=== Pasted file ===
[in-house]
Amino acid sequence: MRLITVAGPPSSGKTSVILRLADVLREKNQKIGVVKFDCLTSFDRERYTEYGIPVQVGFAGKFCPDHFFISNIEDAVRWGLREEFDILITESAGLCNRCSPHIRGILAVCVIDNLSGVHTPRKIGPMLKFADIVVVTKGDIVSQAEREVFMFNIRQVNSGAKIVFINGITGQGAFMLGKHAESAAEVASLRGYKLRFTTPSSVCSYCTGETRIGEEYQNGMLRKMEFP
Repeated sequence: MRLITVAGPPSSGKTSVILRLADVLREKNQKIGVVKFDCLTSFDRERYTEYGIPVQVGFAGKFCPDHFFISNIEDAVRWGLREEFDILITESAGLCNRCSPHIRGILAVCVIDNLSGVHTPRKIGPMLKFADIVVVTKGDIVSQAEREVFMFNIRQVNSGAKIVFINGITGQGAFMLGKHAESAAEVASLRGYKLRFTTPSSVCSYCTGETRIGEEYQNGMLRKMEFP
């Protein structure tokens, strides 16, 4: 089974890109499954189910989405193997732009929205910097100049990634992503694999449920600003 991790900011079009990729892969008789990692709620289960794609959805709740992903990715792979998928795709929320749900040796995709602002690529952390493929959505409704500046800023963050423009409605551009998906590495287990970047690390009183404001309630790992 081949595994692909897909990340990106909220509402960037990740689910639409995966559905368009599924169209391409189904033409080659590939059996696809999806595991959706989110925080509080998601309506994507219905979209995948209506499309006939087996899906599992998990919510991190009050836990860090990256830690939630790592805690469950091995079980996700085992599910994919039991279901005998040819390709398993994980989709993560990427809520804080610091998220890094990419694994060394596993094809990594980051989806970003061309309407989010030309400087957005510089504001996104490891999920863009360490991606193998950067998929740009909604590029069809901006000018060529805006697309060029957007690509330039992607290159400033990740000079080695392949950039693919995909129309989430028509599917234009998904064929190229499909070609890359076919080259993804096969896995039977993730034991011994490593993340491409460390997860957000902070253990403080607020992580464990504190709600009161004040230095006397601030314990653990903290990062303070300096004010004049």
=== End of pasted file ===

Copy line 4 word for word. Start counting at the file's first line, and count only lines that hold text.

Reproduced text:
């Protein structure tokens, strides 16, 4: 089974890109499954189910989405193997732009929205910097100049990634992503694999449920600003 991790900011079009990729892969008789990692709620289960794609959805709740992903990715792979998928795709929320749900040796995709602002690529952390493929959505409704500046800023963050423009409605551009998906590495287990970047690390009183404001309630790992 081949595994692909897909990340990106909220509402960037990740689910639409995966559905368009599924169209391409189904033409080659590939059996696809999806595991959706989110925080509080998601309506994507219905979209995948209506499309006939087996899906599992998990919510991190009050836990860090990256830690939630790592805690469950091995079980996700085992599910994919039991279901005998040819390709398993994980989709993560990427809520804080610091998220890094990419694994060394596993094809990594980051989806970003061309309407989010030309400087957005510089504001996104490891999920863009360490991606193998950067998929740009909604590029069809901006000018060529805006697309060029957007690509330039992607290159400033990740000079080695392949950039693919995909129309989430028509599917234009998904064929190229499909070609890359076919080259993804096969896995039977993730034991011994490593993340491409460390997860957000902070253990403080607020992580464990504190709600009161004040230095006397601030314990653990903290990062303070300096004010004049």